A new framework to strengthen controls over access to sensitive nuclear technology - uranium enrichment and plutonium separation - will be the focus of a special event 19-21 September 2006, attended by Ministers, other high level dignitaries and experts at the IAEA´s General Conference in Vienna.
With sensitive nuclear technology in "too many hands", the Special Event will examine options to bring facilities capable of producing weapon-usable nuclear material under multinational control. "With some 35-40 countries ´in the know´, the margin of security under the current non-proliferation regime has become too slim for comfort," IAEA Director General Mohamed ElBaradei has said.
Held over two days, the Special Event will outline a new framework to facilitate peaceful uses of nuclear energy, while limiting the further spread of nuclear weapon related technologies. High-level delegations from the Agency´s 140 Member States are expected to attend.
"It is time to limit the processing of weapons-usable material (separated plutonium and high-enriched uranium) in civilian nuclear programmes, as well as the production of new material through reprocessing and enrichment, by agreeing to restrict these operations exclusively to facilities under multinational control," Dr. ElBaradei said.
"These limitations would need to be accompanied by proper rules of transparency and, above all, by an assurance that legitimate users could get their supplies."
A nuclear "fuel bank" – where the IAEA administers a nuclear fuel reserve - is among proposals to be discussed during the Special Event. It would enable the Agency to act as a guarantor for the supply of fissile material to civilian nuclear users.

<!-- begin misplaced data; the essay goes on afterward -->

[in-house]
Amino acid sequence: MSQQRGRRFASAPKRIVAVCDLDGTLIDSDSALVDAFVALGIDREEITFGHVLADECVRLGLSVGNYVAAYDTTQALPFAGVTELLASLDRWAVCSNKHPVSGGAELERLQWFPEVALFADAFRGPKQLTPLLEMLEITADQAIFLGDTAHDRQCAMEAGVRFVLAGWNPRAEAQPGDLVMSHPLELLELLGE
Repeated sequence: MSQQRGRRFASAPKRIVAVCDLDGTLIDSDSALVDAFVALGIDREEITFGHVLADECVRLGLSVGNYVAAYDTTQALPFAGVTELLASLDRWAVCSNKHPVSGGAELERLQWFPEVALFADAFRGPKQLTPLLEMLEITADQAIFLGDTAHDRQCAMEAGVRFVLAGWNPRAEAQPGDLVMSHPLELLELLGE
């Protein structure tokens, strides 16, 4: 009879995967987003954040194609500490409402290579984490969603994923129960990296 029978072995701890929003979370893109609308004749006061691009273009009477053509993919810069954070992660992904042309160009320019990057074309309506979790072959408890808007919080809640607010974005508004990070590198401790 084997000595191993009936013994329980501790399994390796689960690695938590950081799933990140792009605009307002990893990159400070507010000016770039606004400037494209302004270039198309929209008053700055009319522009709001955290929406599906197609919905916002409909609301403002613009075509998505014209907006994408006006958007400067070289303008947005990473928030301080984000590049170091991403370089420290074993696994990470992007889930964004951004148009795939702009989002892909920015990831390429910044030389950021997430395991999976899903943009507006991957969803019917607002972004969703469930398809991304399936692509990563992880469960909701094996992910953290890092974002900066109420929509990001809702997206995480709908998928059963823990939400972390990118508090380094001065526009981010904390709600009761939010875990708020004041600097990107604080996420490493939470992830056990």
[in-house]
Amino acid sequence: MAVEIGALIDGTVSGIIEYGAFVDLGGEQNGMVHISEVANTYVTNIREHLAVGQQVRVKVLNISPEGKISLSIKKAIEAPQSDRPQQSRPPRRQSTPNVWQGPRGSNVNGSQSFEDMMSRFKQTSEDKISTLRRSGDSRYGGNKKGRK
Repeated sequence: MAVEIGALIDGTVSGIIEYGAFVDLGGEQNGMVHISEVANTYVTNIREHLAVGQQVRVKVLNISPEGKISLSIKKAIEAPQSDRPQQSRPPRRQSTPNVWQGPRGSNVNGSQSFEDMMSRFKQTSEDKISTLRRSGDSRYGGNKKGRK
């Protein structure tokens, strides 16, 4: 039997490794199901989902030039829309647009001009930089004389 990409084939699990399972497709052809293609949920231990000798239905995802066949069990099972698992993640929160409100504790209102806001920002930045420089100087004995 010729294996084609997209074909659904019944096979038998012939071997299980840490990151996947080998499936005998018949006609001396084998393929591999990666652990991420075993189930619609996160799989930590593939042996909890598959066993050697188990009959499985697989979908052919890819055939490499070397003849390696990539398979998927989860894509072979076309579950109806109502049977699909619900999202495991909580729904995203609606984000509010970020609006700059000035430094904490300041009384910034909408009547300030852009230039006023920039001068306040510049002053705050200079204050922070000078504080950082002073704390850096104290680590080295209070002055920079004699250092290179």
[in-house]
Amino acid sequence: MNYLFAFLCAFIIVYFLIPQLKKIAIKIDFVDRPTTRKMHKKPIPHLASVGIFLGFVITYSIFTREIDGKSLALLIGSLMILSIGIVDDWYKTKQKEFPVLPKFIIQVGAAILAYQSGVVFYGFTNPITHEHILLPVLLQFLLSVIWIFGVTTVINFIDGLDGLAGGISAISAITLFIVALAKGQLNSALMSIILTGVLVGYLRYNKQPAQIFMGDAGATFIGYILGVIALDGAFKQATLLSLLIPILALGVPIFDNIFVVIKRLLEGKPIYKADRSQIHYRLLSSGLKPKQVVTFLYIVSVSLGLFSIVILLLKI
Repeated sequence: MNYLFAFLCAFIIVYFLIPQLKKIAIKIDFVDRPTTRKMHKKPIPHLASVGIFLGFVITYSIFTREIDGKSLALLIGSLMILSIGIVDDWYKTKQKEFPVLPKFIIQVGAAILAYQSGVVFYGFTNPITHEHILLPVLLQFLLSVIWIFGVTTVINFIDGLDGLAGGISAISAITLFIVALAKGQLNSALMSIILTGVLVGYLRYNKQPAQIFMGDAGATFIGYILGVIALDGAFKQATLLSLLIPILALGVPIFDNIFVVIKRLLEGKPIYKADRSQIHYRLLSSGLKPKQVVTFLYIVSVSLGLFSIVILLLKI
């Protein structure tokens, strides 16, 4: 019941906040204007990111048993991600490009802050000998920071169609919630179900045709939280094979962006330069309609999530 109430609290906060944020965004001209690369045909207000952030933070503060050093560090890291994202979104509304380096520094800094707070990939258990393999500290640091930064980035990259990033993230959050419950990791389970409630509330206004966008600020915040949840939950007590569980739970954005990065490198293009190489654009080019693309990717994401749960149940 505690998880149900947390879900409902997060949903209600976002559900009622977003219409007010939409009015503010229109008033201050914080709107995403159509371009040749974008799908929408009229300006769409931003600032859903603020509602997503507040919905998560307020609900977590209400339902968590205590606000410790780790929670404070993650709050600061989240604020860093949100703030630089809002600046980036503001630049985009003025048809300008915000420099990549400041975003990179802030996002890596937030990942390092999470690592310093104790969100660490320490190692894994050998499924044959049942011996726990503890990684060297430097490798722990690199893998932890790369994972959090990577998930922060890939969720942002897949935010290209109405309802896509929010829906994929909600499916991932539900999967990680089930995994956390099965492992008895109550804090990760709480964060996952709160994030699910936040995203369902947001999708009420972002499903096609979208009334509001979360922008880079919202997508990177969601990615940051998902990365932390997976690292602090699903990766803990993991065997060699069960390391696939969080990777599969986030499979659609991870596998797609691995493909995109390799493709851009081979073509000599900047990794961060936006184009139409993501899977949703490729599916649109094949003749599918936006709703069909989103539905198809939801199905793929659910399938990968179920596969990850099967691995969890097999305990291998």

"The importance of this step is that, by providing reliable access to fuel at competitive market prices, we remove the incentive or justification for countries to develop indigenous fuel cycle capabilities. In so doing, we could go a long way towards addressing current concerns about the dissemination of sensitive fuel cycle technologies," Dr. ElBaradei said.
Both the US and Russia have announced their willingness to make nuclear material available for a fuel bank, under such a scheme. An IAEA administered fuel bank was a key proposal made by an Expert Group in 2005, tasked with finding options to improves controls over fuel enrichment, reprocessing, spent fuel repositories and spent fuel storage.
The Special Event is being held instead of the Scientific Forum at the Agency´s upcoming General Conference. The programme includes sessions on:
See announcements under Story Resources for full details.